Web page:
Construction Lien and Holdback Rules: Construction Act: Ontario
A construction lien is a charge or security on a property that can be registered on title to the property by anyone who has supplied services or materials to improve the property.
A holdback is a requirement that all owners, contractors and subcontractors withhold 10% of the cost of the services or materials they supply on a project. This helps to make sure that there is enough money to satisfy any lien claims that may come up.
Amendments to the construction lien and holdback rules and related regulatory changes came into force on July 1, 2018. You can find a chart describing some of the key changes here.
Some of the key changes include:
- Language in the legislation has been clarified to better reflect large-scale, public projects that have multiple owners.
- Contractors and subcontractors have 60 days to register a lien and 90 days to start a court action.
- Contractors and subcontractors have to follow specific bookkeeping rules to protect subcontractors in the event of bankruptcy.
- Public sector owners, such as the Crown, municipalities and broader public sector organizations, are required to have a surety bond on public contracts above a prescribed amount, and alternative financing and procurement arrangements (AFPs) are subject to a minimum coverage limit. to protect subcontractors and workers if the general contractor files for bankruptcy.
- Condominium unit owners are allowed to remove liens from their unit that are related to improvements to the common elements, such as corridors, lobbies, the garage and the roof.
- Project owners and other payers are required to pay contractors and subcontractors holdbacks once the timeline to file liens has passed. This helps contractors and subcontractors plan, accept contracts for new work and have more certainty about when the holdback will be paid.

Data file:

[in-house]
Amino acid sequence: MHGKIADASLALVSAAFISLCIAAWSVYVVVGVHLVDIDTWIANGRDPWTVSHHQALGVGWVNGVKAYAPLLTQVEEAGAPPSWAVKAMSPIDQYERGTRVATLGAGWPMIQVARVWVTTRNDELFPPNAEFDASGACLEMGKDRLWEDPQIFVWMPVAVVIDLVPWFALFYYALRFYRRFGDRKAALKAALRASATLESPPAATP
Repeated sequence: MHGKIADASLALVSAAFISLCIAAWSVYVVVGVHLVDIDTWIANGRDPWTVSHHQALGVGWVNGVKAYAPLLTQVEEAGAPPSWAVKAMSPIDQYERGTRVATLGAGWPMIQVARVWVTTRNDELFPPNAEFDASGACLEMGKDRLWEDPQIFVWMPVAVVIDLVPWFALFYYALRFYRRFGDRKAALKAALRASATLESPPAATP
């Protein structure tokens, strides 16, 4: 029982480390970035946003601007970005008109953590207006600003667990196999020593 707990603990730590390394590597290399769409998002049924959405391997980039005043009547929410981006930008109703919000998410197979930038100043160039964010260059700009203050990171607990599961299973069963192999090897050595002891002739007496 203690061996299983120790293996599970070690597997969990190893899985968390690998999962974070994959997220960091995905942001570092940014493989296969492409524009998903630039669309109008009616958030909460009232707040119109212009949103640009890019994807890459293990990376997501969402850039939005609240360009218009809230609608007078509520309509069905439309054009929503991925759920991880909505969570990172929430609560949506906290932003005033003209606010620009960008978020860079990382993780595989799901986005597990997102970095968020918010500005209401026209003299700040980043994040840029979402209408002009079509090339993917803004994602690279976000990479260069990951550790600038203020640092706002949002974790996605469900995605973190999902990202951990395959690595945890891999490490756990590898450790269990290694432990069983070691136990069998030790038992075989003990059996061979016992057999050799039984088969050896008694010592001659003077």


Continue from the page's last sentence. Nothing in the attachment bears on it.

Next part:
- Construction laws will include a prompt payment system to make sure that contractors, subcontractors and workers are paid on time.
- Owners and general contractors must agree to a deadline to submit an invoice. If they do not agree, the contractor will be required to submit invoices to the owner on a monthly basis.
- Owners will be required to pay general contractors within 28 days after the contractor receives the invoice from the owner.
- General contractors have to pay subcontractors seven days after receiving payment from the owner.
- Subcontractors have to pay other subcontractors within seven days of receiving payment from whomever hired them for the project.
- Contractors and subcontractors will have a right to charge mandatory interest on late payments beginning when the amount is due. Interest would be the prejudgment rate determined under the Courts of Justice Act or the rate set out in the contract or subcontract, whichever is higher.
In cases where there is a dispute about the amount owed or the quality of the work:
- owners will be permitted to deliver a notice of non-payment to the contractor within 14 days of receiving the invoice from the project owner